In operation, if tool 13 becomes stuck, an electric switch at the upper end of cable 19 is closed in the proper direction, sending an electric current from battery 157 down cable 17 and conductors 18 to set off fuze 43. This ignites fuel charge 36 whose burning creates a gas. The pressure of the gas on piston 31 drives it down, forcing oil 51 through damping orifice or restriction 53. (Compare the Gearhart-Owen tools, supra). Oil from orifice 53 builds up above piston 33, forcing it down against mud active agent 19. (Compare the Dresser--Atlas Chemical Cutter, supra). When the pressure in chamber 25 rises high enough, pressure plugs 51, initially closing orifices 21 (as shown in FIG. 1) are forced out. The mud active agent is then discharged under pressure through ports 21, as shown in FIG. 2.
Due to the upward tilt of ports 21, the agent is directed upwardly, placing the agent in the mud cake in which the tool is stuck and tending to wash the cake away. At the same time, build-up of pressure of the agent between the gun and the near side of the hole (area shown at X in FIG. 2) tends to center the gun and attached tool, thereby to break it away from the mud cake.
After the tool has been released and withdrawn from the well bore, before it is run into the hole again gun 15 must be recharged, reloaded, reset, and rearmed. Initially, the gun will be depressurized by bleeding off products of combustion. To that end a cap screw 55 closing a port in chamber 35 may be removed. The top closure 41 can be unscrewed from barrel 23 and reloaded with another fuel charge and rearmed with another fuze. Barrel 23 can be recharged with mud active agent by introducing same through ports 21, following which ports 21 will be closed with brass pressure plugs 51, same being cylindrical bodies that can be pressed, driven, or screwed into cylindrical ports 21.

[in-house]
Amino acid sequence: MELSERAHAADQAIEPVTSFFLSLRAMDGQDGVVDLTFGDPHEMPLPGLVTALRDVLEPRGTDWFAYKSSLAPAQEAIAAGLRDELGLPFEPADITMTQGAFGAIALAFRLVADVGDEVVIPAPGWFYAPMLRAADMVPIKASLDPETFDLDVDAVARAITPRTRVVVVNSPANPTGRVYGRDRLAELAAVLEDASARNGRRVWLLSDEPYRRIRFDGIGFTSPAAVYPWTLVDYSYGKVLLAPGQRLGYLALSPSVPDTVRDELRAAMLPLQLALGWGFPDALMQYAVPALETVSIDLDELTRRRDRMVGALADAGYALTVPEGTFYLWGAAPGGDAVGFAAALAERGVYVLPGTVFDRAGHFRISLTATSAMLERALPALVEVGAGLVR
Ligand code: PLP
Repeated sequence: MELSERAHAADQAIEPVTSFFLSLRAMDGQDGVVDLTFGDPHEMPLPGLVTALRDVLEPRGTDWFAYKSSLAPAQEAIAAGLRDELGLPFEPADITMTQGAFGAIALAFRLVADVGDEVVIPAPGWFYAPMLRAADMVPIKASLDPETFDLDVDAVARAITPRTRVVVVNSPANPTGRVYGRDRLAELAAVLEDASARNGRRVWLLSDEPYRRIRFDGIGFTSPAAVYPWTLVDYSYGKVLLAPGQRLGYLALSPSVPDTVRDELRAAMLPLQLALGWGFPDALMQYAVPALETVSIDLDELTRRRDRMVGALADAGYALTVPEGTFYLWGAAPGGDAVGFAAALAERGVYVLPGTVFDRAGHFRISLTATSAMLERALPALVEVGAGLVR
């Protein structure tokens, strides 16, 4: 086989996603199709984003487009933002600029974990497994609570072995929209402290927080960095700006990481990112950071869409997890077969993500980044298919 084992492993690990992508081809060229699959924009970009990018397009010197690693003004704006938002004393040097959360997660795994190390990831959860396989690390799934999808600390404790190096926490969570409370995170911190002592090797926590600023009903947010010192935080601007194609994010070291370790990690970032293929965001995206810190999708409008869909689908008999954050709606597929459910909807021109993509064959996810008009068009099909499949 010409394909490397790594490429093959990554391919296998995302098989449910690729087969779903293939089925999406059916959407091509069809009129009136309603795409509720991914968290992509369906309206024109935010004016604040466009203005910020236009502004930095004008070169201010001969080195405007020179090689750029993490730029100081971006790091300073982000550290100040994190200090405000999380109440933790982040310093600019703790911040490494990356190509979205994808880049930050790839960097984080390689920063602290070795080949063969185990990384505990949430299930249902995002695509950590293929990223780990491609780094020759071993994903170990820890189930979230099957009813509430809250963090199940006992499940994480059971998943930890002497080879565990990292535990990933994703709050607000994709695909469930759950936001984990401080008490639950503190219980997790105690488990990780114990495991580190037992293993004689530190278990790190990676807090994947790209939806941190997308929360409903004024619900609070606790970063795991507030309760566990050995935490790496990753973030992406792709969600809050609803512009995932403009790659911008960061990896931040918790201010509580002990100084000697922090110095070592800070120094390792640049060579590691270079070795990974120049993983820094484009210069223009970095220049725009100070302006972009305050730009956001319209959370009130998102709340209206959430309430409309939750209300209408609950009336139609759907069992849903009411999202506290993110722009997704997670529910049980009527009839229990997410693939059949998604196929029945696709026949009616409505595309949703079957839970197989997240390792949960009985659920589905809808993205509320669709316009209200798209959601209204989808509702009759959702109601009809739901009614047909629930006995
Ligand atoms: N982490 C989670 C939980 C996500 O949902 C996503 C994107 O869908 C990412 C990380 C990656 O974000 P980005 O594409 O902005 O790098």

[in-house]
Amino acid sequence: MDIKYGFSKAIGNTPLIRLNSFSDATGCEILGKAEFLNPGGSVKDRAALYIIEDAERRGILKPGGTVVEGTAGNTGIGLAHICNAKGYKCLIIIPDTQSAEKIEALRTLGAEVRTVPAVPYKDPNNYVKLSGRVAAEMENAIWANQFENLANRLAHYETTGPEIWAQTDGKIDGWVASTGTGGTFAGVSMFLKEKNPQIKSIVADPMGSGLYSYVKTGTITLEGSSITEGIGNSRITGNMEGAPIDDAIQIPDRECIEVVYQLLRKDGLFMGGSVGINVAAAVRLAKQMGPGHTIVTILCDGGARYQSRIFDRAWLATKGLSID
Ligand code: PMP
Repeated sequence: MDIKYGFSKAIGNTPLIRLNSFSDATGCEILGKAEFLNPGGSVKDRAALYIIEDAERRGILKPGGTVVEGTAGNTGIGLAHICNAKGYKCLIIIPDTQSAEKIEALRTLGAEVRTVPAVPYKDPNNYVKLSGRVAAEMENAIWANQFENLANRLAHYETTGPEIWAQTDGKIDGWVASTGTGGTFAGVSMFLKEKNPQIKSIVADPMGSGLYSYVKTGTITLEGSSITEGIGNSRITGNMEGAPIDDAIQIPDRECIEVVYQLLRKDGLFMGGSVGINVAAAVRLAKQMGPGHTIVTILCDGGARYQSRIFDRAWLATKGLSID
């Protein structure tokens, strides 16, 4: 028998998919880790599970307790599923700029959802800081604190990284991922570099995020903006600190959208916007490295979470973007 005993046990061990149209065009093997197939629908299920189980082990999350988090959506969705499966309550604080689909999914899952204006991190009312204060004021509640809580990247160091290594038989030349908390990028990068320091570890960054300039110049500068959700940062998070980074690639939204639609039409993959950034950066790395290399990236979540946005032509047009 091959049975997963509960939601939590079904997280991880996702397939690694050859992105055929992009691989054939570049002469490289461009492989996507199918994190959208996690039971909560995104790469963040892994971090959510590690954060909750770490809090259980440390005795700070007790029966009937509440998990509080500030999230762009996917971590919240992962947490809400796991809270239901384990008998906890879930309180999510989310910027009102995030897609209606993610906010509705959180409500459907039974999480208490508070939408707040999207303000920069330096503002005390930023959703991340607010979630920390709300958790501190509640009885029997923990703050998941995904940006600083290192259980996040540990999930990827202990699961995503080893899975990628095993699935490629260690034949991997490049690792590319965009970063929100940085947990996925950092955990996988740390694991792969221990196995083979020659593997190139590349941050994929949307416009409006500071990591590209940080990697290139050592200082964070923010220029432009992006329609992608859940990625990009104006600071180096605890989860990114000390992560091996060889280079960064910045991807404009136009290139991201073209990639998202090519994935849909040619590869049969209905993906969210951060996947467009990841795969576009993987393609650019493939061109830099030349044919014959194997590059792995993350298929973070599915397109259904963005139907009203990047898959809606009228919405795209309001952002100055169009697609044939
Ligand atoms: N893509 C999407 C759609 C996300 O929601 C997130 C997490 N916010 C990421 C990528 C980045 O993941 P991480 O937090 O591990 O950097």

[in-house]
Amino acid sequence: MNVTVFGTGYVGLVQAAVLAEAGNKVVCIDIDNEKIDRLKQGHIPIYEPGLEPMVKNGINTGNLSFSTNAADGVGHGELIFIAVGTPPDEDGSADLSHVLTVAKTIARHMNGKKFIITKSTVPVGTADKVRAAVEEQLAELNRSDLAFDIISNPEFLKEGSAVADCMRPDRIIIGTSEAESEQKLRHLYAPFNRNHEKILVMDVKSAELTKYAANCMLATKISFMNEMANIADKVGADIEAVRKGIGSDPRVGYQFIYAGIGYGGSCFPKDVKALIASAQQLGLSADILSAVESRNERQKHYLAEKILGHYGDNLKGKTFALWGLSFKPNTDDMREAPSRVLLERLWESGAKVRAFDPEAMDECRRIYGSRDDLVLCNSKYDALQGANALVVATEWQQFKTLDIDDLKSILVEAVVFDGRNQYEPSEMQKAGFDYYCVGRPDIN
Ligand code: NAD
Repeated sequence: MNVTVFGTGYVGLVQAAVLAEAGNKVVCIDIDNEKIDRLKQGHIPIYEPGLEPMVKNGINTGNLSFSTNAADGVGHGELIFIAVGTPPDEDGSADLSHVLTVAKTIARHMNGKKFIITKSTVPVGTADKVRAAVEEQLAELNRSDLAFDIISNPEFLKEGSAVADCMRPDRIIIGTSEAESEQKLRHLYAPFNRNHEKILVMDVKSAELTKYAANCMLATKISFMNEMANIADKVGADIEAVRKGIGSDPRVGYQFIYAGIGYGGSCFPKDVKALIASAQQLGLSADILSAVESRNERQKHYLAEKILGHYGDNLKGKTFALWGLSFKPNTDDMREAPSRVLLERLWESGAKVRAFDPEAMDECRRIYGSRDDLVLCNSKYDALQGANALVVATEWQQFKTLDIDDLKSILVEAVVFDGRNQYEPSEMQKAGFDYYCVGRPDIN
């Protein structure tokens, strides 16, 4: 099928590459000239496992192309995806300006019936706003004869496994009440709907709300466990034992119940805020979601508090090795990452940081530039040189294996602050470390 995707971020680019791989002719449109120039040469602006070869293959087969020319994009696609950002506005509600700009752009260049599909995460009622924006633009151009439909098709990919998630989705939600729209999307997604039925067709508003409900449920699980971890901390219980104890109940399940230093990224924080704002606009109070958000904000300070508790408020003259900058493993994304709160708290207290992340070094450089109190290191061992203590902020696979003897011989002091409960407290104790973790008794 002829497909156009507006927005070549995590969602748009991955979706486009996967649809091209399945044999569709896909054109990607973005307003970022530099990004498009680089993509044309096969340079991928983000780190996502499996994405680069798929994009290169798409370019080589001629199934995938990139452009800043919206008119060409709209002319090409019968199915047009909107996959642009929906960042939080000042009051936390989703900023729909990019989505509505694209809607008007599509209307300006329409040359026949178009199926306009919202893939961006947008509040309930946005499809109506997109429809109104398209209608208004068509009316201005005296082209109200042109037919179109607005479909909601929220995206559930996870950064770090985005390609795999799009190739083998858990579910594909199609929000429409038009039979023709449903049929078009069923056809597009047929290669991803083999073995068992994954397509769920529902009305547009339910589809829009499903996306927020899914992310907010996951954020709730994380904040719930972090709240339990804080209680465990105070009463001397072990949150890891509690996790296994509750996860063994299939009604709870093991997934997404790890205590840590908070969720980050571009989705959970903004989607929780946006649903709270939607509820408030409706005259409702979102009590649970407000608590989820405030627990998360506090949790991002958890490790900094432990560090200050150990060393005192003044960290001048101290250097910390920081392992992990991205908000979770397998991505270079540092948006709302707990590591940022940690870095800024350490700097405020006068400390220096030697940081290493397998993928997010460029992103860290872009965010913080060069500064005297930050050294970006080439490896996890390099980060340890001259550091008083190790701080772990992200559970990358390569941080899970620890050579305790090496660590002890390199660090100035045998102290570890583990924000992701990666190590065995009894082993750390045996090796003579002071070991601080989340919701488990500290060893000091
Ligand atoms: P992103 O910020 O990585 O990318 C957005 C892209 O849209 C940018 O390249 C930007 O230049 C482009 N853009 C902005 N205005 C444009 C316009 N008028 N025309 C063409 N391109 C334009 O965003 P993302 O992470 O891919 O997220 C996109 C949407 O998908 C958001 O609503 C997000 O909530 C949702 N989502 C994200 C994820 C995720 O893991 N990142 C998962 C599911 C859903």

Instead of pressure plugs, rupture discs or other pressure responsive valve means could be employed. If desired, barrel 23 can be made of several parts, as shown, screwed together and sealed by O-rings so that it can be disassembled to facilitate refurbishing the gun after each actuation.
Pistons, 31, 33, can be placed in and removed from barrel 23 through either end of the barrel. The lower end of the barrel is closed by a threaded bull plug 57, which can be removed whenever desired. The lower end of plug 57 is tapered to help guide the gun and tool as they are lowered into the well bore.
The gun may be made of any suitable diameter, e.g. 11/2 inches to 6 inches or more, to work with most any size wire line tool. As shown, the gun has a smaller diameter than the tool so that mud active fluid can better be directed toward the stuck side of the tool.